Describing his own “Law of Accelerating Returns,” Kurzweil writes on his Web site that “we won’t experience 100 years of progress in the 21st century — it will be more like 20,000 years of progress (at today’s rate).” Within a few decades, he maintains, “machine intelligence will surpass human intelligence, leading to The Singularity — technological change so rapid and profound it represents a rupture in the fabric of human history. The implications include the merger of biological and nonbiological intelligence, immortal software-based humans, and ultra-high levels of intelligence that expand outward in the universe at the speed of light.”

Is your mind sufficiently blown?

Transcending biology
Kurzweil’s vision for the future, if a little hard to wrap one’s head around, at least sounds reassuringly sanguine. (Publisher’s Weekly calls him “technology’s most credibly hyperbolic optimist.”)

But as Bill Joy, a co-founder and chief scientist of Sun Microsystems, asked in his famous 2000 Wired article “Why the Future Doesn’t Need Us,” should we be banking not so much on Moore’s Law but on Murphy’s? With technology and innovation unfolding so blindingly fast, it would seem an awful lot could go wrong along the way. In that article, Joy argued that such technologies as “genetics, nanotechnology, and robotics” (GNR) could imperil mankind, leading to “whole new classes of accidents and abuses.”

1  |  2  |  3  |  4  |  5  |  6  |   next >
Related: Wet, hot American summer, Energetic Engineering, Get it while you can, More more >
  Topics: Lifestyle Features , Science and Technology, Technology, Flight of the Conchords,  More more >
  • Share:
  • Share this entry with Facebook
  • Share this entry with Digg
  • Share this entry with Delicious
  • RSS feed
  • Email this article to a friend
  • Print this article
Rage against the machines!
Oh my God! I bet they're mooselems!!!!!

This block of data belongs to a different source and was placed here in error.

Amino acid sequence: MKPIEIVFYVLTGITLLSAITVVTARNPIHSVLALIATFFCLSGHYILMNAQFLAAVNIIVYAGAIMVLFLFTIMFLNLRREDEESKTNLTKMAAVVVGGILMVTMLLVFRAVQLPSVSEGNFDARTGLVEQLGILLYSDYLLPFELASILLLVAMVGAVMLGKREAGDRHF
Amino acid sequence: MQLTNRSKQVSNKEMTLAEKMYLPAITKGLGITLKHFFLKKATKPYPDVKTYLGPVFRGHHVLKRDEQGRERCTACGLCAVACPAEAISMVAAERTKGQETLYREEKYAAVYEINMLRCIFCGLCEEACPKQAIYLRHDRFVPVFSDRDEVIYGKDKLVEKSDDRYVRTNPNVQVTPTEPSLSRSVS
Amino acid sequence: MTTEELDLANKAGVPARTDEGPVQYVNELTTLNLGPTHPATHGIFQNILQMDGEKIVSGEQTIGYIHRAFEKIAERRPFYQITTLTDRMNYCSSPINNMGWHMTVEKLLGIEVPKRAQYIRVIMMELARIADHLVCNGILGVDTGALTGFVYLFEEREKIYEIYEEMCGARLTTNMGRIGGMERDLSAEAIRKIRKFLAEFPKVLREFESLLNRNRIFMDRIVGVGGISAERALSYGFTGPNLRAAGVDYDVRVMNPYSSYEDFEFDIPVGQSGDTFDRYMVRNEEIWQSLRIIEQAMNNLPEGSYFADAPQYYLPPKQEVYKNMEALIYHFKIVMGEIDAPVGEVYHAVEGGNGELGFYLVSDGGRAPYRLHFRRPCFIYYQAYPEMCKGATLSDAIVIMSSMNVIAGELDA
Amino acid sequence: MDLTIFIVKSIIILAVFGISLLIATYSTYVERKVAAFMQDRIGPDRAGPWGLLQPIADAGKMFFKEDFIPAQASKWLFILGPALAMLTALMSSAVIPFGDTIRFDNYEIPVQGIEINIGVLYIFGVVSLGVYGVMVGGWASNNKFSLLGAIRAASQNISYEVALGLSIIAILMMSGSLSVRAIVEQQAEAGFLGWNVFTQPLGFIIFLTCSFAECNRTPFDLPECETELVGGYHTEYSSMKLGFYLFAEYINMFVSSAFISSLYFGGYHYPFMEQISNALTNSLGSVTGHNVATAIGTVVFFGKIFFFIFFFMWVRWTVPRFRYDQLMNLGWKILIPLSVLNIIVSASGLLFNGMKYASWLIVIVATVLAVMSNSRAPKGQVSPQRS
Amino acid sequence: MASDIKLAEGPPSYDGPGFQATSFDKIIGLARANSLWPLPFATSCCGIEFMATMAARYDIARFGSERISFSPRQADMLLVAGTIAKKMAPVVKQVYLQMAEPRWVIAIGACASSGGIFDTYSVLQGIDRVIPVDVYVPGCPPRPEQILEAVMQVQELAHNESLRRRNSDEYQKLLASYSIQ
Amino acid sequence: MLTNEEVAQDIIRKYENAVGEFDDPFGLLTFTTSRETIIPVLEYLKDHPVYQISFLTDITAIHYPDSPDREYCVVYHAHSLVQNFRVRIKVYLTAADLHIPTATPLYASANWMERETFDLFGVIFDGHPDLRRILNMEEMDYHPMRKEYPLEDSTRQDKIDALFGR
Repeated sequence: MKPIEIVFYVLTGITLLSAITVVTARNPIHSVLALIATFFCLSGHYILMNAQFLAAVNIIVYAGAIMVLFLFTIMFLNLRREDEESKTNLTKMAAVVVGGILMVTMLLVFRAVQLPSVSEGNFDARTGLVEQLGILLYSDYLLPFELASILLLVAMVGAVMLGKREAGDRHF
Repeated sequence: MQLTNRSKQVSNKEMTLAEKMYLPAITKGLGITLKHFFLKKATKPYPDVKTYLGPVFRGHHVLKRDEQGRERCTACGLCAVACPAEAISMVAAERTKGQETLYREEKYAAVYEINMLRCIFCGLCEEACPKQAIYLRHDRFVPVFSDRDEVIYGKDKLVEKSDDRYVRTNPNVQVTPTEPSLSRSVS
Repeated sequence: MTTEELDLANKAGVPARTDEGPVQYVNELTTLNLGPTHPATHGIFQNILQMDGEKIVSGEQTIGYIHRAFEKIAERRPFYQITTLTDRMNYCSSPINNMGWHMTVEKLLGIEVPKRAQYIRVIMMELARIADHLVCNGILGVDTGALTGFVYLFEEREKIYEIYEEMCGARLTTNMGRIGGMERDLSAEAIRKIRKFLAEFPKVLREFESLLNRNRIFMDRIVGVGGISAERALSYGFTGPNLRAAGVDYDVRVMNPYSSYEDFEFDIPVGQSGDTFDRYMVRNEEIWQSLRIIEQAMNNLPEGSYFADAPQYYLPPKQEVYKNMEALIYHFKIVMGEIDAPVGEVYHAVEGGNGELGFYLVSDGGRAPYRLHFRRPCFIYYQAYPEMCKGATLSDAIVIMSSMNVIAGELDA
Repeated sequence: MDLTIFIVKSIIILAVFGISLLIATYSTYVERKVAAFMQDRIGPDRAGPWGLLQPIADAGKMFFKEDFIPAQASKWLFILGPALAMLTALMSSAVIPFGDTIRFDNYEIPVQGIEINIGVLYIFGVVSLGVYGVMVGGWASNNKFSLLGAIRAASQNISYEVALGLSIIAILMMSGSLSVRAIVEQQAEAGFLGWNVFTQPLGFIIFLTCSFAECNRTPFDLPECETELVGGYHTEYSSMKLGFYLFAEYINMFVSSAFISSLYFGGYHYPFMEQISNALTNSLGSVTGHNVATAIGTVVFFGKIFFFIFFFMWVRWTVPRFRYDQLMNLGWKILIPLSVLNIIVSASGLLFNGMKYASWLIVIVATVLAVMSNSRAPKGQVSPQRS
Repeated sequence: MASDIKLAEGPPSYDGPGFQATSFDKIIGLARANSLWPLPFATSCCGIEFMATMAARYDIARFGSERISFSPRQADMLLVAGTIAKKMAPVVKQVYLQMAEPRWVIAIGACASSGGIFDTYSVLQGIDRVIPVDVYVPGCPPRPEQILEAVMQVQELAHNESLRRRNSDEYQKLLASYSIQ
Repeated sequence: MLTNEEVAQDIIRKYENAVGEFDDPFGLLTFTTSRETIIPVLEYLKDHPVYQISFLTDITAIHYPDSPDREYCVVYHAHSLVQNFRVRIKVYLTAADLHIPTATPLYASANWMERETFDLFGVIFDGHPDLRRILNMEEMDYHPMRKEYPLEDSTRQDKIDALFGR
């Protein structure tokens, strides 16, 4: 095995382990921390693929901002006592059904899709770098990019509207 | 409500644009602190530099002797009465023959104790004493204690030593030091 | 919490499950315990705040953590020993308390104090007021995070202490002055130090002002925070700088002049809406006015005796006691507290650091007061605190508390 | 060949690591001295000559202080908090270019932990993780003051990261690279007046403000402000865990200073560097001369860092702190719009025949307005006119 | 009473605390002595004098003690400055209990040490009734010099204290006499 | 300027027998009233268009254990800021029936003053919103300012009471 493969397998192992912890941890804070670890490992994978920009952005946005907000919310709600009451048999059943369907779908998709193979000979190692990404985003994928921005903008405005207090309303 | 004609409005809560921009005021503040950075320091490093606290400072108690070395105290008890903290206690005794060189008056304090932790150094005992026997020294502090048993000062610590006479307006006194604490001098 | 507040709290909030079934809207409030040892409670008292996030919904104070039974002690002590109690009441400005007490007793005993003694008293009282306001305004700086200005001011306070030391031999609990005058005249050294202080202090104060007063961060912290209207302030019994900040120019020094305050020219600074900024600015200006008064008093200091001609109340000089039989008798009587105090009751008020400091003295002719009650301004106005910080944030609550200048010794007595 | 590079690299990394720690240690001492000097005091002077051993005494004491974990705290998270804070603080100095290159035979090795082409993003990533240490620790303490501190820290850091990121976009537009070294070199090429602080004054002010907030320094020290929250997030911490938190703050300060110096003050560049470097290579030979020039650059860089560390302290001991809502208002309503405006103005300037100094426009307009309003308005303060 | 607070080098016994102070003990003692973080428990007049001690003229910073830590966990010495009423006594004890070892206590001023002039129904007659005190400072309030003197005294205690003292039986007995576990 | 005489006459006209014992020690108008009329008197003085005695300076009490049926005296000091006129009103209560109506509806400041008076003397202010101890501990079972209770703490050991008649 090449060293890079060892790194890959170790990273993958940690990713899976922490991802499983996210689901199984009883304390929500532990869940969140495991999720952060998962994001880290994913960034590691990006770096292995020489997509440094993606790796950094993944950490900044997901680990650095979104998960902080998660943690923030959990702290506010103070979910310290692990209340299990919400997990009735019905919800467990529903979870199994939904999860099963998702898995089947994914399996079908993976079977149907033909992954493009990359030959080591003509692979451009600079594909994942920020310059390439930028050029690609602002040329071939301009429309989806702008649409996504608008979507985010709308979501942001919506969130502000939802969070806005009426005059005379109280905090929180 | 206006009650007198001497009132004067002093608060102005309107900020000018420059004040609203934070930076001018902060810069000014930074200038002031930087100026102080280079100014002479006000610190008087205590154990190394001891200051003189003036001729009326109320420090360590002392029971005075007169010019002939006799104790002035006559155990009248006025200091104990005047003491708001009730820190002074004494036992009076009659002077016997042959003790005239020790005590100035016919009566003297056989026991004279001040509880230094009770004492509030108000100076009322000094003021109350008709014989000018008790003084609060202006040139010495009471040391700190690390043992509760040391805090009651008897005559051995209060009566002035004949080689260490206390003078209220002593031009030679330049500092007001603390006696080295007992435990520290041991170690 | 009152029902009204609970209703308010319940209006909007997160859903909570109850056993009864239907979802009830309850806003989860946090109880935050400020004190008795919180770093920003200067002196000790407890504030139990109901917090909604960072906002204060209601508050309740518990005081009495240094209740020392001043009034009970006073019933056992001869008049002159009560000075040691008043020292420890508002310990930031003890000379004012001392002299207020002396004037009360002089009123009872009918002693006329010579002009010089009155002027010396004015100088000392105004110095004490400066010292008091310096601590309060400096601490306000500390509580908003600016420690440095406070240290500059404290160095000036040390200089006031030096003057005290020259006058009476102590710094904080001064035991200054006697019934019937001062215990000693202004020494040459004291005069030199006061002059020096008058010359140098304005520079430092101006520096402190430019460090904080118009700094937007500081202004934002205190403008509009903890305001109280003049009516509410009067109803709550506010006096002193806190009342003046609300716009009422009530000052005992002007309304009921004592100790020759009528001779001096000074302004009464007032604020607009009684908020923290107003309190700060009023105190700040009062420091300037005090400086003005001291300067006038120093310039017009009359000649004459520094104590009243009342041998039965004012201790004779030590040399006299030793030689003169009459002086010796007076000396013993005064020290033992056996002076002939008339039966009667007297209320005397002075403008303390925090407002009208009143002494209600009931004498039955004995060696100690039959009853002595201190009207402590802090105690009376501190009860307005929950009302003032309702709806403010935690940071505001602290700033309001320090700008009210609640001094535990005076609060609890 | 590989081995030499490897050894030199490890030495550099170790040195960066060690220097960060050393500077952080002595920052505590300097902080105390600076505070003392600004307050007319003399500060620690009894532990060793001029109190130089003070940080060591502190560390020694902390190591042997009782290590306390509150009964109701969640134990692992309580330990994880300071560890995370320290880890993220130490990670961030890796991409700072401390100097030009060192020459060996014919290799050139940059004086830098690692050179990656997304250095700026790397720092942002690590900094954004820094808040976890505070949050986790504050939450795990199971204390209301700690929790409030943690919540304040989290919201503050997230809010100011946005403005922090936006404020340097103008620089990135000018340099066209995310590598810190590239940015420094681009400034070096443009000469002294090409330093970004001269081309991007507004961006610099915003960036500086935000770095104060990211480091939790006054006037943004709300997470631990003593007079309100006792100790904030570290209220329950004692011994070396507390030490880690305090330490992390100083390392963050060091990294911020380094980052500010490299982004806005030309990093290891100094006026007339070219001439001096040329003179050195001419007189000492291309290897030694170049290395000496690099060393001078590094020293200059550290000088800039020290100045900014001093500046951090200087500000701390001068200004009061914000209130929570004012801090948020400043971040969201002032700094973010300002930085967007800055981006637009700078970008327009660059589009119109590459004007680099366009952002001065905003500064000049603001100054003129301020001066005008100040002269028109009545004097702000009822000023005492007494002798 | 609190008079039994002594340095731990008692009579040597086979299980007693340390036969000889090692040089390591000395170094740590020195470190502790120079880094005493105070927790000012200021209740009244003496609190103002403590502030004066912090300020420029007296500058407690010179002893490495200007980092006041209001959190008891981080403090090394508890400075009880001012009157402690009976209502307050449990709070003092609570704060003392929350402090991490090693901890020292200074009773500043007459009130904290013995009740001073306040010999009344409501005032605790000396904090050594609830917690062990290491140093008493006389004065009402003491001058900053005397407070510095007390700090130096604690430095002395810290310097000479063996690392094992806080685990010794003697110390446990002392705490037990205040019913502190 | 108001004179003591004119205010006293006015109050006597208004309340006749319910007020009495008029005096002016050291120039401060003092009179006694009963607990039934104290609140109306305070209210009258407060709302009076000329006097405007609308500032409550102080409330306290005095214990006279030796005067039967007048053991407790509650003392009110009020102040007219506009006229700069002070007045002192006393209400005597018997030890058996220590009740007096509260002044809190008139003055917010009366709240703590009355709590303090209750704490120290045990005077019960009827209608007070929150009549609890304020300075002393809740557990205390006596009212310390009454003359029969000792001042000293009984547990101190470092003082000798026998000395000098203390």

By DICKERSON3870 on 05/22/2008 at 9:00:58
Rage against the machines!
Actually this recurring theme of being taken over by computers is something of a distraction from the very real danger. Mankind has already allowed corporations to take over the world. Corporations are a synthetic lifeform we have created. Your government is a dysfunctional corporation only pretending to be a public service.
By Gnostic on 05/22/2008 at 10:37:42

Best Music Poll 2009 winners
Today's Event Picks
Share this entry with Delicious
  •   HIGH DIVES  |  August 31, 2009
    Dive bars. Where the drinks are cold and stiff. Where the air wafts with the unmistakable but not-altogether-unpleasant tang of suds long since spilled. Where the neon shines bright and true and the jukebox plays good and loud.
  •   INTERVIEW: JOHN OLIVER  |  August 27, 2009
    John Oliver is English. There's no getting around it, really.
  •   BIG FAT WHALE GETS EVEN FATTER  |  August 26, 2009
    Brian McFadden's comic strip Big Fat Whale — which can be seen semi-regularly in these very pages — had an inauspicious beginning.
  •   REVIEW: IT MIGHT GET LOUD  |  August 27, 2009
    Some guitar teachers will tell you there’s a right way and a wrong way to play the guitar. But Davis Guggenheim’s rousing new documentary, It Might Get Loud, reminds us that that’s not true at all.
  •   A MIGHTY WIND  |  August 24, 2009
    This past Earth Day, President Barack Obama, speaking at an Iowa wind-turbine factory, delivered a gusty peroration. "The nation that leads the world in creating new energy sources will be the nation that leads the 21st-century global economy," he said. "America can be that nation. America must be that nation."

 See all articles by: MIKE MILIARD

RSS Feed of for the most popular articles
 Most Viewed   Most Emailed 

  |  Sign In  |  Register
Phoenix Media/Communications Group:
Copyright © 2009 The Phoenix Media/Communications Group